MGM Resorts International, the biggest casino operator on
the Las Vegas Strip, reported better than expected second- quarter earnings as
it took control of a Macau joint venture and a recovery strengthened in Nevada.
Net income was $3.44bn, or $6.22 a share, boosted by a
$3.5bn gain from consolidating Macau on its books. That compares to a loss of
$883.5m, or $2 a share, a year earlier when earnings were hit by CityCenter
development writedowns, the Las Vegas-based company said Monday.
Macau is booming while Las Vegas stages a broad-based
recovery from its steepest gambling and convention decline. Room rates have
increased at most of MGM’s 10 Las Vegas Strip resorts and visitors are spending
more on food and entertainment as tourists and conventions return. MGM took a controlling
stake in its Macau joint venture in the quarter, consolidating onto its books a
resort in the world’s biggest gambling market, where casino betting surged 58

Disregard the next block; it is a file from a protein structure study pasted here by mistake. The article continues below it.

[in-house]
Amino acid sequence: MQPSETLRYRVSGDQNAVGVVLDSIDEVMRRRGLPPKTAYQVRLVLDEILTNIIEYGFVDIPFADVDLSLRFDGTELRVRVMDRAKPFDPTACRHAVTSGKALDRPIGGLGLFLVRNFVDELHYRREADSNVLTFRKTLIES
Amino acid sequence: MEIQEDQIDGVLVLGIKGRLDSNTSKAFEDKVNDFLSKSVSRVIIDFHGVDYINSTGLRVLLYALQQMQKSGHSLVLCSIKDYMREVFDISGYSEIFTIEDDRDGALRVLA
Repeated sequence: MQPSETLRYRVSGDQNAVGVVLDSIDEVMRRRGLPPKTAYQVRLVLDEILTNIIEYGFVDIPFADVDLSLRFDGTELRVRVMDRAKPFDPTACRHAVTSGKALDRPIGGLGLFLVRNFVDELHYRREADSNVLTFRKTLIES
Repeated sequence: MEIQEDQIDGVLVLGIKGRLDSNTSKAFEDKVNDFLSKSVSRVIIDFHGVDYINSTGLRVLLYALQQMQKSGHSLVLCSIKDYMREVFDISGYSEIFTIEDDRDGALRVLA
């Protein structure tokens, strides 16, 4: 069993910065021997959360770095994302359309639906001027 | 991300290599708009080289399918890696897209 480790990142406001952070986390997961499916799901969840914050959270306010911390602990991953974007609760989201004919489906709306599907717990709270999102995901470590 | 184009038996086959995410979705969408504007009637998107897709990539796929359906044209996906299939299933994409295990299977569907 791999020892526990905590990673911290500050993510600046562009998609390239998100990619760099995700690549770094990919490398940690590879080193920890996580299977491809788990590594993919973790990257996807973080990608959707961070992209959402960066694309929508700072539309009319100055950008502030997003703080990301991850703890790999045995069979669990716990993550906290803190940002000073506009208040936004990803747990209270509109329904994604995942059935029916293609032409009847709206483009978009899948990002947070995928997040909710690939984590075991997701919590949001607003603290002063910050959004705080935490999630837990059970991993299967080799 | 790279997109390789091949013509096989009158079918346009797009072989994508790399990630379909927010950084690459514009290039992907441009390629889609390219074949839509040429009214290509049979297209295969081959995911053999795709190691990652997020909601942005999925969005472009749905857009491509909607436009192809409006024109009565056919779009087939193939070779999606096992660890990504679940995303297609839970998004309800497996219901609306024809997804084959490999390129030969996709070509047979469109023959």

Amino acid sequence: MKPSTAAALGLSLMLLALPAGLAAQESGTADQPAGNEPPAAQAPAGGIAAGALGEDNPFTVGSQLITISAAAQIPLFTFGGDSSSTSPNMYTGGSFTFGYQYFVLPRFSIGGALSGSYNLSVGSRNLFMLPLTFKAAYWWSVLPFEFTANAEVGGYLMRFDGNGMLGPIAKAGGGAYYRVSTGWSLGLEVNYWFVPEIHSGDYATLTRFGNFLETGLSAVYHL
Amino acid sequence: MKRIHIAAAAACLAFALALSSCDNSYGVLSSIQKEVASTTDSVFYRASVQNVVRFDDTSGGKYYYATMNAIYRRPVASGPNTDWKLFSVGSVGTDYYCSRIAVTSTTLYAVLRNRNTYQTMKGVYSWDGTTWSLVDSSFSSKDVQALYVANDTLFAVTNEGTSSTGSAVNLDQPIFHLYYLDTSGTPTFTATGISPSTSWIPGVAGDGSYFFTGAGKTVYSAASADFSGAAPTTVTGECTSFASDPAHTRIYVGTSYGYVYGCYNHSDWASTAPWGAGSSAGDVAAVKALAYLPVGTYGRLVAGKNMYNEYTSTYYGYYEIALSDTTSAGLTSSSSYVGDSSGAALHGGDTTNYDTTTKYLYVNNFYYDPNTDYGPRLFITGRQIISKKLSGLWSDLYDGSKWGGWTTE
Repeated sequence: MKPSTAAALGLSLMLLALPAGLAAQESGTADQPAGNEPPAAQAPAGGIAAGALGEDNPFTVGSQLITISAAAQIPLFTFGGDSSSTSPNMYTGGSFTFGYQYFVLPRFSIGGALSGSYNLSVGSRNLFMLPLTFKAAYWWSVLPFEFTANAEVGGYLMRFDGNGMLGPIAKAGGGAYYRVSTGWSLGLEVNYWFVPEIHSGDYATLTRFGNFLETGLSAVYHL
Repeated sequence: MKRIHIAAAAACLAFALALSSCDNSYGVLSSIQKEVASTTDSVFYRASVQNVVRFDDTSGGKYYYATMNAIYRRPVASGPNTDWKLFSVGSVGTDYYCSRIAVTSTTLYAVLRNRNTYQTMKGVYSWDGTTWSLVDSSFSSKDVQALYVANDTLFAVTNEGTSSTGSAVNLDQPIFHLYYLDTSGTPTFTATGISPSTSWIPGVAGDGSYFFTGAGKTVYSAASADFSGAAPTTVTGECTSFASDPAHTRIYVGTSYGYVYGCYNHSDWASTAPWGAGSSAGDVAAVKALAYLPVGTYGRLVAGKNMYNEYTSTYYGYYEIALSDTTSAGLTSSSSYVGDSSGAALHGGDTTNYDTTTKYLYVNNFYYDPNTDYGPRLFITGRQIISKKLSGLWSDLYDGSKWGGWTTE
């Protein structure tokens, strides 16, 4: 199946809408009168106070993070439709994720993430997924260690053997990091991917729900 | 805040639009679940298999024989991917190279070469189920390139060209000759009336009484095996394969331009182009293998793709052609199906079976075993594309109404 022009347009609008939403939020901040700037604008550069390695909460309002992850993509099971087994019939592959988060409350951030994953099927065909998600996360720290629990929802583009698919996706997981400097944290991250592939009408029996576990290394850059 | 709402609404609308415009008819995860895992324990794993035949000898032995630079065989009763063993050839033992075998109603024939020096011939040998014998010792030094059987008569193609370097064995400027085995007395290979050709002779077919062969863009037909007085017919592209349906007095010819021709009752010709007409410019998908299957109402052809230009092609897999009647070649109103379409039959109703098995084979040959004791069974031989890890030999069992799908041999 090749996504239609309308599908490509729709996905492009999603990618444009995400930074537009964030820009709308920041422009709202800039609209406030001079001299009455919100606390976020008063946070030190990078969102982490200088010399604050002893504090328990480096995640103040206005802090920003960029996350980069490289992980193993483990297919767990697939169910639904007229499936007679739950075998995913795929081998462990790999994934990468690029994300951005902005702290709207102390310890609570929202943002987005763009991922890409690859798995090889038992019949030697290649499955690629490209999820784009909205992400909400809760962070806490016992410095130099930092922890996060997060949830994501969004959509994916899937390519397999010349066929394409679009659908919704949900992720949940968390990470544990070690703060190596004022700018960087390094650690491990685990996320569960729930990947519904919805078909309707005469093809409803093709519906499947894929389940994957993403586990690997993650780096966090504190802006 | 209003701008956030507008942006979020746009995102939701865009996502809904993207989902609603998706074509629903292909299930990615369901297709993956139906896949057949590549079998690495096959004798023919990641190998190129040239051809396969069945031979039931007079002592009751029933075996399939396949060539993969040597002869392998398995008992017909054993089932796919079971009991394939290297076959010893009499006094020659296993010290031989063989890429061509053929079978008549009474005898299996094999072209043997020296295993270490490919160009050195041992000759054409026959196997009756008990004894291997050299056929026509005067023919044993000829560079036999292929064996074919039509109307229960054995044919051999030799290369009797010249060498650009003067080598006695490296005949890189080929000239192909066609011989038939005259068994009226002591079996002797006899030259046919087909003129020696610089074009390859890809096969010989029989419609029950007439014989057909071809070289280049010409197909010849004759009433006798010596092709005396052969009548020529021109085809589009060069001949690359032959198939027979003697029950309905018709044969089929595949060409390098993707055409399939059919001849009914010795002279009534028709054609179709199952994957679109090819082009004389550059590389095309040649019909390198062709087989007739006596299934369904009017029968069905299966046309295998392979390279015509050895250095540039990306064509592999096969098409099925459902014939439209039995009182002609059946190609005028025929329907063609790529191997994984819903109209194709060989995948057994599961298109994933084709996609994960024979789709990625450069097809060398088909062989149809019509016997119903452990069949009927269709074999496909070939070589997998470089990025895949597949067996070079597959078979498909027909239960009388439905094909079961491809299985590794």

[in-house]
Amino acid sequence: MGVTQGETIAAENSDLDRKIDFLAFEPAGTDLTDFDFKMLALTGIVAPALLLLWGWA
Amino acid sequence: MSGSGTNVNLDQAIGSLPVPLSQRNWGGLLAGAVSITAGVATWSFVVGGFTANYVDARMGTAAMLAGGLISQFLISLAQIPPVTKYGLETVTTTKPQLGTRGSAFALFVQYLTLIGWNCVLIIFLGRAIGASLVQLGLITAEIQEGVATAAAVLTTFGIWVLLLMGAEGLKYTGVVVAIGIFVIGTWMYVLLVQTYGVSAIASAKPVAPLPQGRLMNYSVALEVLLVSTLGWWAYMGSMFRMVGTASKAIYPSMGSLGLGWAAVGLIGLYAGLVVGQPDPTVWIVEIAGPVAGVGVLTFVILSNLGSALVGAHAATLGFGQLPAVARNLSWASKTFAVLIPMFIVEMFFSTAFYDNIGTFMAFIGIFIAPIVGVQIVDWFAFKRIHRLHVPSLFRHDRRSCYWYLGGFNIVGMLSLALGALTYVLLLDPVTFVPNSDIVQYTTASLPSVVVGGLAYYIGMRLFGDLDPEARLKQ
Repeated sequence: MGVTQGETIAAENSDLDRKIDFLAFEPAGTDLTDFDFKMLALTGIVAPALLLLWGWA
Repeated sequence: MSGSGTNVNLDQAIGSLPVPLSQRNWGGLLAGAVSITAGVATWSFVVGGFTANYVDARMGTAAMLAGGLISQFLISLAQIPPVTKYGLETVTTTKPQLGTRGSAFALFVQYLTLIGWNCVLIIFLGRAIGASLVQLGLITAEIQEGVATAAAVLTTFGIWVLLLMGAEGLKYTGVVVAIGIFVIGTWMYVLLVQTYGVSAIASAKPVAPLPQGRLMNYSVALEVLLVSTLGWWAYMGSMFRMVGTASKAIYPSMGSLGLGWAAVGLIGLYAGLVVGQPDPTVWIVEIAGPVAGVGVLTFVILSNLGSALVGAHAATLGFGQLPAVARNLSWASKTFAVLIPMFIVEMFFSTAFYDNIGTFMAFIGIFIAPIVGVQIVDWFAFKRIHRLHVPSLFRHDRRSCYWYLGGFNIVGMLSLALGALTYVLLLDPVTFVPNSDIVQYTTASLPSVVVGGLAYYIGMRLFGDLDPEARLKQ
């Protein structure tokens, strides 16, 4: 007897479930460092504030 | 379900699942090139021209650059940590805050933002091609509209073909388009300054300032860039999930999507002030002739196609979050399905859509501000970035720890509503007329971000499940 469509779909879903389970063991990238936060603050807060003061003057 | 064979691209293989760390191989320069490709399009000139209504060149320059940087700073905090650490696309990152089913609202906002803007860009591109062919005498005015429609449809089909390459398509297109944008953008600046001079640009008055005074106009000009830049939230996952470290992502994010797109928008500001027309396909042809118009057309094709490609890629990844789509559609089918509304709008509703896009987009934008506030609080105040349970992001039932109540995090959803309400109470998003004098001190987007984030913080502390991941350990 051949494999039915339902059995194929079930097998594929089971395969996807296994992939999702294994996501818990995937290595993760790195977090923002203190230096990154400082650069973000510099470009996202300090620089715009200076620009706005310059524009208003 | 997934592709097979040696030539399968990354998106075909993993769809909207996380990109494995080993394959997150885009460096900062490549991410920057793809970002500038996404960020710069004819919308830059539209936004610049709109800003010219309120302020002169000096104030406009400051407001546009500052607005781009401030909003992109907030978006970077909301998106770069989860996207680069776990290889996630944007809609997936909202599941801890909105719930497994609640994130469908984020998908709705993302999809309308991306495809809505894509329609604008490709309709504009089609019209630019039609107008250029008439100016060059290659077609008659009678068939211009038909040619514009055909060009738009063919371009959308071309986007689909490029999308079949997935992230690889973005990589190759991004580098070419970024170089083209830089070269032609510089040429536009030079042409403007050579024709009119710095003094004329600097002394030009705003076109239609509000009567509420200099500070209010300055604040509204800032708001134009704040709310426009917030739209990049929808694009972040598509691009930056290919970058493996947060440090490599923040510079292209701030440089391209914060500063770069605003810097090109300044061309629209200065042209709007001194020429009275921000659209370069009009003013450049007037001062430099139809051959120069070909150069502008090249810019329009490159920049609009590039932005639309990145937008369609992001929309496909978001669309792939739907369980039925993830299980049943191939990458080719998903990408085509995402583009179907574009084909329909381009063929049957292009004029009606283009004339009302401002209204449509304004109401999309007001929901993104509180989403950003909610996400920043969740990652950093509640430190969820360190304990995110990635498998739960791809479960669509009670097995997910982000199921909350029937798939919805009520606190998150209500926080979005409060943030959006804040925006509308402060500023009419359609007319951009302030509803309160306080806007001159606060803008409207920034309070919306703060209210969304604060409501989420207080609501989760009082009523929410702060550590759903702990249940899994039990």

percent last year and 45 percent in the six months ended June 30.
Spending by tourists who book their vacations independently
or online is strengthening faster than anticipated, adding to improved
conventions and meetings where prices are higher and the pace of reservations
has risen since last year, chairman and chief executive officer Jim Murren said
today in a phone interview.
“If you’re getting
growth in the Luxors and Monte Carlos and New York New Yorks, that’s telling
you that the US customer is spending more money,” Murren said. “That’s encouraging
Revenue rose 17 percent to $1.81bn, beating the $1.61bn
analysts expected. Second-quarter cash flow at wholly-owned casinos - measured
as adjusted earnings before interest, taxes, depreciation and amortization, or
Ebitda - rose 7 percent to $331m.
Resort Ebitda at the $8.5bn CityCenter joint venture of
hotels, condominiums, a casino and mall on the Las Vegas Strip was $64m in the
second quarter, on revenue of $275m.
MGM and partner Dubai World opened CityCenter in December
Ebitda from MGM’s Macau joint venture rose to $170m from
$61m a year earlier as sales more than doubled, the company said. MGM took 51
percent control of the venture, MGM China Holdings, in June when partner Pansy
Ho sold part of her stake in a $1.5bn Hong Kong initial public offering.
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